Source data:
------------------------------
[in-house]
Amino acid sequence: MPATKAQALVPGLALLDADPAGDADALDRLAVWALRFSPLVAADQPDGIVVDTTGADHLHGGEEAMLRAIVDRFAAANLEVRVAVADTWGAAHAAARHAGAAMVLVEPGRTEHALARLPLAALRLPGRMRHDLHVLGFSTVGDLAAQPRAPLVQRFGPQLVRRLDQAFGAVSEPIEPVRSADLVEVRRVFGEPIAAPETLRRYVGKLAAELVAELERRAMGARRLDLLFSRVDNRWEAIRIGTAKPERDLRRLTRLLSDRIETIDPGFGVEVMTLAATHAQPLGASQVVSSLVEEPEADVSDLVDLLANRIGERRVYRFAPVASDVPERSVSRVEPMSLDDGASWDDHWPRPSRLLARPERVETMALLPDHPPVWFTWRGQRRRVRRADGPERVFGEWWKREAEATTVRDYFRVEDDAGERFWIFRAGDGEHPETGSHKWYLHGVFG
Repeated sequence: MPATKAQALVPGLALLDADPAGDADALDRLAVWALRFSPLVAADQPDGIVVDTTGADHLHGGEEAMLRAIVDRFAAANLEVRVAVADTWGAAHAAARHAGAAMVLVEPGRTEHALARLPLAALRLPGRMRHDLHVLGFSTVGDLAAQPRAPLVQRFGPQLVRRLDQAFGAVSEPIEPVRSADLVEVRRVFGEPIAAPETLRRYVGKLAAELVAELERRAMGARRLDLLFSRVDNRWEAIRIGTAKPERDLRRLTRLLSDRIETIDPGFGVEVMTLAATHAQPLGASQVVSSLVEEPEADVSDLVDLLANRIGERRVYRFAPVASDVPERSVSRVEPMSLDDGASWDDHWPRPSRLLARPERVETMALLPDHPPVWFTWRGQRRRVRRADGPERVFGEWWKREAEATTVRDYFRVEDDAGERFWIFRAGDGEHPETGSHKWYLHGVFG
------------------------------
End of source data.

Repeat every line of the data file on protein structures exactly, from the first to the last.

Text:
[in-house]
Amino acid sequence: MPATKAQALVPGLALLDADPAGDADALDRLAVWALRFSPLVAADQPDGIVVDTTGADHLHGGEEAMLRAIVDRFAAANLEVRVAVADTWGAAHAAARHAGAAMVLVEPGRTEHALARLPLAALRLPGRMRHDLHVLGFSTVGDLAAQPRAPLVQRFGPQLVRRLDQAFGAVSEPIEPVRSADLVEVRRVFGEPIAAPETLRRYVGKLAAELVAELERRAMGARRLDLLFSRVDNRWEAIRIGTAKPERDLRRLTRLLSDRIETIDPGFGVEVMTLAATHAQPLGASQVVSSLVEEPEADVSDLVDLLANRIGERRVYRFAPVASDVPERSVSRVEPMSLDDGASWDDHWPRPSRLLARPERVETMALLPDHPPVWFTWRGQRRRVRRADGPERVFGEWWKREAEATTVRDYFRVEDDAGERFWIFRAGDGEHPETGSHKWYLHGVFG
Repeated sequence: MPATKAQALVPGLALLDADPAGDADALDRLAVWALRFSPLVAADQPDGIVVDTTGADHLHGGEEAMLRAIVDRFAAANLEVRVAVADTWGAAHAAARHAGAAMVLVEPGRTEHALARLPLAALRLPGRMRHDLHVLGFSTVGDLAAQPRAPLVQRFGPQLVRRLDQAFGAVSEPIEPVRSADLVEVRRVFGEPIAAPETLRRYVGKLAAELVAELERRAMGARRLDLLFSRVDNRWEAIRIGTAKPERDLRRLTRLLSDRIETIDPGFGVEVMTLAATHAQPLGASQVVSSLVEEPEADVSDLVDLLANRIGERRVYRFAPVASDVPERSVSRVEPMSLDDGASWDDHWPRPSRLLARPERVETMALLPDHPPVWFTWRGQRRRVRRADGPERVFGEWWKREAEATTVRDYFRVEDDAGERFWIFRAGDGEHPETGSHKWYLHGVFG